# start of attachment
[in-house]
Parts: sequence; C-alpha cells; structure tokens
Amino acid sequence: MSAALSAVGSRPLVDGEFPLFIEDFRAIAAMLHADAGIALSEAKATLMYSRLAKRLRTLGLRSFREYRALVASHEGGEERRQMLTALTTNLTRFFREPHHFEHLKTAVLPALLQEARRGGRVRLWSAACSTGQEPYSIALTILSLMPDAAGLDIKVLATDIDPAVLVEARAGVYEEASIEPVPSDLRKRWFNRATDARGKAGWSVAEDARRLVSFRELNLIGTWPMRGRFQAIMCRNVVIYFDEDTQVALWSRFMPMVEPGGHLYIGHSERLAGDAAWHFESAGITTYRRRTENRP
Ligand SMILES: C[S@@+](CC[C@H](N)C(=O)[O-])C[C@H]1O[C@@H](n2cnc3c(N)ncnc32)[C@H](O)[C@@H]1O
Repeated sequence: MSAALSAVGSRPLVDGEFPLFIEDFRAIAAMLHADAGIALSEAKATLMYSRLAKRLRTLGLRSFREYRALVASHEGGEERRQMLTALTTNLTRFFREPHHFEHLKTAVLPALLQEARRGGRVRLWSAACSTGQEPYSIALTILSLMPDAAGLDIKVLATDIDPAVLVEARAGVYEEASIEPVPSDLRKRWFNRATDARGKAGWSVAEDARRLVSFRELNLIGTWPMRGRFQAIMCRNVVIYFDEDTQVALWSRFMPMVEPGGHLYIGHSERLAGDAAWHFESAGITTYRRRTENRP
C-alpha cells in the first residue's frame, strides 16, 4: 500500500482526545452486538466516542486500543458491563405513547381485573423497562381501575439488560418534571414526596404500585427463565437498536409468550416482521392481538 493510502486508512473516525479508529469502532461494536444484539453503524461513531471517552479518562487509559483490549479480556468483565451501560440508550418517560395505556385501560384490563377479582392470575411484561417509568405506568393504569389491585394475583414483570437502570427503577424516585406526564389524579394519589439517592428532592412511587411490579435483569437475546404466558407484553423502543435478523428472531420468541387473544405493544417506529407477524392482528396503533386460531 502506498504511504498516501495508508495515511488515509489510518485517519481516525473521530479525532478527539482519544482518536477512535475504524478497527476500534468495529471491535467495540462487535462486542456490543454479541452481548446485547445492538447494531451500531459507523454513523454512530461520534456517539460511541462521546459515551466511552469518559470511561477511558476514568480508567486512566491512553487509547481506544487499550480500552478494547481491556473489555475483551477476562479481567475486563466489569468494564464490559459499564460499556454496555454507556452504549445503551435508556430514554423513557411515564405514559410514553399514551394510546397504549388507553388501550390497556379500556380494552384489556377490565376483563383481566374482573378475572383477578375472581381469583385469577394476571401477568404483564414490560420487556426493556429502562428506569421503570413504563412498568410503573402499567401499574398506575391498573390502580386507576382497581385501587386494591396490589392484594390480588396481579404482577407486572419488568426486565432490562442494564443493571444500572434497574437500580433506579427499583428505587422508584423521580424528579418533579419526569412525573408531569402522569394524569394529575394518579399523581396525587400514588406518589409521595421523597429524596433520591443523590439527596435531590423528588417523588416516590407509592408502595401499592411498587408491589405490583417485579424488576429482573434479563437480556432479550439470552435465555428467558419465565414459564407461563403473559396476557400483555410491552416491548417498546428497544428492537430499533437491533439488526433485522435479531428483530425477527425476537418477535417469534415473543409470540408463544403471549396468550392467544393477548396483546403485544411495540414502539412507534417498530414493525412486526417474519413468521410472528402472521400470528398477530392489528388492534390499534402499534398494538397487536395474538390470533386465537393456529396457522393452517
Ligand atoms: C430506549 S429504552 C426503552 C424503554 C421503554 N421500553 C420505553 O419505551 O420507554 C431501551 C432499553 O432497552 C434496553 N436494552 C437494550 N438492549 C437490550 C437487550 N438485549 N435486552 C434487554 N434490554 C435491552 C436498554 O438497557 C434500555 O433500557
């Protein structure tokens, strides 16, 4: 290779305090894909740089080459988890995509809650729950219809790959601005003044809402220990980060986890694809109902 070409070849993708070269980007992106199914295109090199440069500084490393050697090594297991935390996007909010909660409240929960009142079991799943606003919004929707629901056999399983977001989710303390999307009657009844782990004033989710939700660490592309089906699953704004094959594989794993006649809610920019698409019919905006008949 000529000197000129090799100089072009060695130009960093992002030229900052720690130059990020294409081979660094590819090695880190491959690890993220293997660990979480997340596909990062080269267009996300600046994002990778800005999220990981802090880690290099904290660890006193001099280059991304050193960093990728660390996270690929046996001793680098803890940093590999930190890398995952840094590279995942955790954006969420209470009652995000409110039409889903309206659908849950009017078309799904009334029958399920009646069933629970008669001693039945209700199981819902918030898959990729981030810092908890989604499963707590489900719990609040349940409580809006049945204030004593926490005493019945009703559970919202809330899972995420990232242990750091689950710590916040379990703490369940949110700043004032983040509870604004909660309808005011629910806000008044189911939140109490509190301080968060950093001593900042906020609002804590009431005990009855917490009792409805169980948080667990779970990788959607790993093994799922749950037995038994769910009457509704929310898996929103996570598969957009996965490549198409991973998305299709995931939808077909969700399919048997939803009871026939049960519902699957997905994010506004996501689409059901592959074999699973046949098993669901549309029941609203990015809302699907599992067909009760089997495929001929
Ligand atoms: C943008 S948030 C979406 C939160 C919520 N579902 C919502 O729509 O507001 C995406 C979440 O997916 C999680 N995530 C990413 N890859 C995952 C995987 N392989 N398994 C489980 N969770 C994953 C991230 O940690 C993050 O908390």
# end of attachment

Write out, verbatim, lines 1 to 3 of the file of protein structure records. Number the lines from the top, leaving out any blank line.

[in-house]
Parts: sequence; C-alpha cells; structure tokens
Amino acid sequence: MSAALSAVGSRPLVDGEFPLFIEDFRAIAAMLHADAGIALSEAKATLMYSRLAKRLRTLGLRSFREYRALVASHEGGEERRQMLTALTTNLTRFFREPHHFEHLKTAVLPALLQEARRGGRVRLWSAACSTGQEPYSIALTILSLMPDAAGLDIKVLATDIDPAVLVEARAGVYEEASIEPVPSDLRKRWFNRATDARGKAGWSVAEDARRLVSFRELNLIGTWPMRGRFQAIMCRNVVIYFDEDTQVALWSRFMPMVEPGGHLYIGHSERLAGDAAWHFESAGITTYRRRTENRP